This was an exhibition of a selection of works from the thousands of banners that made up The Ribbon Of Peace. 50 of the 150 individual banners that came to the UK were exhibited at the Blackie.
Each banner was a separate image, sewn or painted onto fabric, depicting what each individual or group loved most or wanted to protect by ending the threat of global pollution and nuclear war. The individual works were made by people from all over the world and from all walks of life. There were images of families, animals, oceans, candles, the seasons, homes, trees, fish, artistic symbols, humorous images and philosophical statements.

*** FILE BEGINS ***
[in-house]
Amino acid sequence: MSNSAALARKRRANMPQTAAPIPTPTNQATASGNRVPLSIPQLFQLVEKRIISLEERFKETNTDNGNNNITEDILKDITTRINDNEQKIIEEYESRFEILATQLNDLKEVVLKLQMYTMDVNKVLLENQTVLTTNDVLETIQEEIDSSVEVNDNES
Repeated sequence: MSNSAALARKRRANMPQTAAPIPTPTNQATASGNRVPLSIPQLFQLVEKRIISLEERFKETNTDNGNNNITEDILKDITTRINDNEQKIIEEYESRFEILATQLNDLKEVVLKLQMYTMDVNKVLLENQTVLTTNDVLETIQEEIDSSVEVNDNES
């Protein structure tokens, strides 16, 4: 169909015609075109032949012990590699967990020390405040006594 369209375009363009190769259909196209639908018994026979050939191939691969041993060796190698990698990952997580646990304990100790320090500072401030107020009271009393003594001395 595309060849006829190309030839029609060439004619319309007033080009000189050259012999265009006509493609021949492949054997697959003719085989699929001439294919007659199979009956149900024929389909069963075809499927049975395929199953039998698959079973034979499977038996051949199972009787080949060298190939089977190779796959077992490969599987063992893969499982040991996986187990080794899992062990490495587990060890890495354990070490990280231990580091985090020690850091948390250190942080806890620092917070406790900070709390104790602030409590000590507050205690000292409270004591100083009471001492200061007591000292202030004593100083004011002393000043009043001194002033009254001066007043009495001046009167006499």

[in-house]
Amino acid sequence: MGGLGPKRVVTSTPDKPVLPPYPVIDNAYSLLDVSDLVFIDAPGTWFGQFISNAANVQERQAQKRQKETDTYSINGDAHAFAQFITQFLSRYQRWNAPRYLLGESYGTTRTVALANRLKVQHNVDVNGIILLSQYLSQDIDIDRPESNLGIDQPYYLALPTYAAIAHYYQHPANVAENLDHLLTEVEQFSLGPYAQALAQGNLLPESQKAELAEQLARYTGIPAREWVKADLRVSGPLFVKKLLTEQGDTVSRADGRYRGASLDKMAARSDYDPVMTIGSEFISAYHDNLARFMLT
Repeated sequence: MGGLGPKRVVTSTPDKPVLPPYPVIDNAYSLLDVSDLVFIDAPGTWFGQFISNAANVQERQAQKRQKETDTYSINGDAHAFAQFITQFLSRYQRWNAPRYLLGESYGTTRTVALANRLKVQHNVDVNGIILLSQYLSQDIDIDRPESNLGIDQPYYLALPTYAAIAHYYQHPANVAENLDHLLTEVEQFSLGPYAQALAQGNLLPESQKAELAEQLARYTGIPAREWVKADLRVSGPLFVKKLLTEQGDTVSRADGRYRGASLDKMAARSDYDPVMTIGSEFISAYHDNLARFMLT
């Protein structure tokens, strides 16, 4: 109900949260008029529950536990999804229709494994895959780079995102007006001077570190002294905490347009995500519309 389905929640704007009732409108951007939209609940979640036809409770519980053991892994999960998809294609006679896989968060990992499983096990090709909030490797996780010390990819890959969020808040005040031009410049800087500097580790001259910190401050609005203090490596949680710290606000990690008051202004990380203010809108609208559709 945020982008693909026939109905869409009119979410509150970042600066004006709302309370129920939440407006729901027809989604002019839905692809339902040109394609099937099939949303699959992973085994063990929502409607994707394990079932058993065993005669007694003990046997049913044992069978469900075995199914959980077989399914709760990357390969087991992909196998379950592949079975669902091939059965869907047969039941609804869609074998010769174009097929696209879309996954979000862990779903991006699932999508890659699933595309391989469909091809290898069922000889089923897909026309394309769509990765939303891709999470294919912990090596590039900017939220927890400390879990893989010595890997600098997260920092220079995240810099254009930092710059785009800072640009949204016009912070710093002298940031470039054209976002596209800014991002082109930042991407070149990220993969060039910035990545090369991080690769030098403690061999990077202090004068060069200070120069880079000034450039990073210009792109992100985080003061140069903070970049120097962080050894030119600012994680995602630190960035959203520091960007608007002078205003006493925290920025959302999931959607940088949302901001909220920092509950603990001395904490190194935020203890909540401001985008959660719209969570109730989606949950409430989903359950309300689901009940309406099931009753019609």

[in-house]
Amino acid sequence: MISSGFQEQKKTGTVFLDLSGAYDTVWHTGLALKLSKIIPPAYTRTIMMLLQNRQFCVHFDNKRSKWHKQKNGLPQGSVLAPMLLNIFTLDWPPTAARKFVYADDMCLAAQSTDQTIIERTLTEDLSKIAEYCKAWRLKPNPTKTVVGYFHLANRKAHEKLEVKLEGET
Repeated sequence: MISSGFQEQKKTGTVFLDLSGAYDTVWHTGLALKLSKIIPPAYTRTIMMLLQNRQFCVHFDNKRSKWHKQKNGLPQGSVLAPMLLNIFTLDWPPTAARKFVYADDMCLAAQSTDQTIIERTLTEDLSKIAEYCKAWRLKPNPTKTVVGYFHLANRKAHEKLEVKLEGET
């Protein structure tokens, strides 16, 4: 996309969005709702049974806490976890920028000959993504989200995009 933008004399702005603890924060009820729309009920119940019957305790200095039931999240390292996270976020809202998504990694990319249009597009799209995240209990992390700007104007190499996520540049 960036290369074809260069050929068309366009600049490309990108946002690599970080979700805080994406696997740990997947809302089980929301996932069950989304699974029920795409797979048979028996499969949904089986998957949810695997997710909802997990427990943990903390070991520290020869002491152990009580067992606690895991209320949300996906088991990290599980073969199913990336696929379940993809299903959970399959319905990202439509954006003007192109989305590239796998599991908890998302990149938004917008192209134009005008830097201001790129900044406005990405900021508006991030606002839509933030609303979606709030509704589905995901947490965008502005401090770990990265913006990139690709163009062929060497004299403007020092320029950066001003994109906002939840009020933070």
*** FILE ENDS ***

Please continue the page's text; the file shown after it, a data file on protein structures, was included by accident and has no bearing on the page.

The Ribbon began with a remarkable woman, Justine Merritt (1925-2009) who envisioned a great Ribbon of Peace that would encircle the Pentagon in 1985 on the 40th anniversary of the bombing of Hiroshima. During the exhibition at the Blackie Justine Meritt gave a talk on the origins of the Ribbon and her aspirations for it.
Open workshops were held in the Gallery for 10 weeks to allow participants to make a banner that would then be added to The Ribbon these workshops were free and held every Saturday during the exhibition.
Whilst in the UK The Ribbon was displayed in the Houses of Parliament and then toured the country with the assistance of the Co-operative Retail Services Ltd who supported the Peace movement.